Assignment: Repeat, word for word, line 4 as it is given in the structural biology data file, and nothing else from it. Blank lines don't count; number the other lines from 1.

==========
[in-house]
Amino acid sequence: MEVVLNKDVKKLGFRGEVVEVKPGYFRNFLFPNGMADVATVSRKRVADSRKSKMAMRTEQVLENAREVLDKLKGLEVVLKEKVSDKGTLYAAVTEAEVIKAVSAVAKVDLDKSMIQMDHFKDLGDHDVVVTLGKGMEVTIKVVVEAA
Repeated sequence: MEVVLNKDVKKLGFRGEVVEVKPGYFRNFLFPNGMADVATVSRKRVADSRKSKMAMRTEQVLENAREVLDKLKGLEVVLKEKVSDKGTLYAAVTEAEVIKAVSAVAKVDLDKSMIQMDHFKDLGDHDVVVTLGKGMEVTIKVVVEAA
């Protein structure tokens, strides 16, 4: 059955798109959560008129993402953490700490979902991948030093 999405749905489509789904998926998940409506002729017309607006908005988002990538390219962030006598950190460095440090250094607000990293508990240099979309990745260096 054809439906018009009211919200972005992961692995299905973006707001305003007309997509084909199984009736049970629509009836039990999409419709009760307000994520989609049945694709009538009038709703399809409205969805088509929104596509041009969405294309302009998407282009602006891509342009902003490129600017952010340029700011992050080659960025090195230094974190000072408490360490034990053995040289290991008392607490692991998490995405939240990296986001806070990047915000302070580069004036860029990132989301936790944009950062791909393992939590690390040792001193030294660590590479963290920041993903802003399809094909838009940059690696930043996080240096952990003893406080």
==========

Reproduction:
């Protein structure tokens, strides 16, 4: 059955798109959560008129993402953490700490979902991948030093 999405749905489509789904998926998940409506002729017309607006908005988002990538390219962030006598950190460095440090250094607000990293508990240099979309990745260096 054809439906018009009211919200972005992961692995299905973006707001305003007309997509084909199984009736049970629509009836039990999409419709009760307000994520989609049945694709009538009038709703399809409205969805088509929104596509041009969405294309302009998407282009602006891509342009902003490129600017952010340029700011992050080659960025090195230094974190000072408490360490034990053995040289290991008392607490692991998490995405939240990296986001806070990047915000302070580069004036860029990132989301936790944009950062791909393992939590690390040792001193030294660590590479963290920041993903802003399809094909838009940059690696930043996080240096952990003893406080």